Journals

Second Journey (MS 107/1/1-2)

12th January 1778


transcription

[12th January 1778]
12

nog w:n:w: wind schoon weer

vertrokken vroeg byna onse vorige weg, passeerde grote troppen caffers met bossen assagaayen, van Capitein magolli of magorri, confonderende dit volk veel de r met de l zy bedelden stout waarom hen niets gaf tonende hun dat niet bang voor hun was, zei hun te rug te gaan dat sy eindelyk, by een laag te deden.

qua onse cours ging tot vier uur van ruiter w n w, daarna met een kleine draay n:t:w: quamen door een caffers dorp van captein Conga daar my onse gids van ruiter zeide, nadat zeer vriendelyk door de andere caffers melk gegeven was, waar voor hun cralen gaf.) dat een hunner zyn schild gegrepen had en na de wagen wilde lopen om met my te vegten en alles aftenemen, dog dat de anderen hem gekeerd hadden, lagte er om en sey hem, de caffer te seggen dat daar niet kwam om hun enige hinder te doen dog als hy my in het minste molesteerde, dat hy dan zulks niet ligt weer beginnen sou. vervorderden onse reis, en quamen met sons ondergank by ruiter. de hyaena quam weer digt by, had een lange conferentie met ruiter

[page 25]
ruiters hottentots naam is toena, de caffers hieten hem coosjoe

translation

[12th January 1778]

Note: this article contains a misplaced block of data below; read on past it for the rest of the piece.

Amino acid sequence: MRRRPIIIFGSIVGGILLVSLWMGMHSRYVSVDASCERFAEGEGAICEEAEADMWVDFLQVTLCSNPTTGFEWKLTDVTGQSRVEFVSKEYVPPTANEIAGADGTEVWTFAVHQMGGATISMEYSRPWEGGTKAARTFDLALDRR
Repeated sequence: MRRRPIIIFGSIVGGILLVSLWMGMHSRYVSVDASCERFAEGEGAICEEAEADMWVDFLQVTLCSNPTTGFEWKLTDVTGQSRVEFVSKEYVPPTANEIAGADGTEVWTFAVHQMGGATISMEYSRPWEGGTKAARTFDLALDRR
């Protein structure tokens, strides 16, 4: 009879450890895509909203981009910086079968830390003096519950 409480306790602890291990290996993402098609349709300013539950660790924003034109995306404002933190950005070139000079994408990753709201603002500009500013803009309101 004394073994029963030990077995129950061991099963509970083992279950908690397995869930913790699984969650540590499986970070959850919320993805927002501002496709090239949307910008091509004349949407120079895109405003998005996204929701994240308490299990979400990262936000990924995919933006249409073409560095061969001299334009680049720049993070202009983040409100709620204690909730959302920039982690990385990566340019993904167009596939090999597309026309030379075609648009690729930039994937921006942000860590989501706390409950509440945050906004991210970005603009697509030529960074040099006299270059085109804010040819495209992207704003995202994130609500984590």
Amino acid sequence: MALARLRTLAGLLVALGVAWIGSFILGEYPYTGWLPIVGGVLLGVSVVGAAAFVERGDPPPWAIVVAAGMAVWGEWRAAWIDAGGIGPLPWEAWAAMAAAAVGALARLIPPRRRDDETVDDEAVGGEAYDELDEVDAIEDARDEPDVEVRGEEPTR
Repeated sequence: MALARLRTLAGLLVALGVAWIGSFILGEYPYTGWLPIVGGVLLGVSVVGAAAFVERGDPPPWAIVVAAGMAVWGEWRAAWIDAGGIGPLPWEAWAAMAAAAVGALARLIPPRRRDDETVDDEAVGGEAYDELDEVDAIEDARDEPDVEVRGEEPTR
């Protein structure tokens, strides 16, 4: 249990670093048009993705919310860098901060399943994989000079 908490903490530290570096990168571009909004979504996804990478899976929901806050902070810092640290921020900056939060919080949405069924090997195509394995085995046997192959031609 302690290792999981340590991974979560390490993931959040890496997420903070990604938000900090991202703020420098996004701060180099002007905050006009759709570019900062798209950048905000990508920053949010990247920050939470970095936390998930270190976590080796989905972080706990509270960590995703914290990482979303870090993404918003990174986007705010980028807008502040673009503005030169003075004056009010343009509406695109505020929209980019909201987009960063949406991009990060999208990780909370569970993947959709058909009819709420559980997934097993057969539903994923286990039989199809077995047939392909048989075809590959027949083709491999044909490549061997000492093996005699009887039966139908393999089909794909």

12

Wind still west north-west, beautiful weather.

Departed early, travelling very close to our previous road. Passed great bands of Caffers with bundles of assegais; they belong to Chief Magolli or Magorri. These people greatly confuse the sounds of R and L. They begged impudently and for this reason I gave them nothing, thus showing that I was not frightened of them. Told them to go back which they eventually did when we reached a hollow.

Our route went west north-west to four hours distance from Ruiter, and thereafter, with a small turn, north by west .We came through a Caffre town of the chieftain Conga’s, where our guide from Ruiter told me that -- after I had been given milk very kindly by the other Caffres, for which I gave them beads -- one of them had seized his shield and wanted to go to the wagon to fight with me and steal everything; but that the others had dissuaded him. I laughed about this, and told him to tell the Caffre that I had not come to do them any harm but that if he molested me in the slightest he would not lightly try it on again. Continued our journey and arrived at Ruiter at sunset. Hyena came close again. Had a long conference with Ruiter.

[page 25]
Ruiter's name is 'Toena' in Hottentot. The Caffers call him Coosjoe.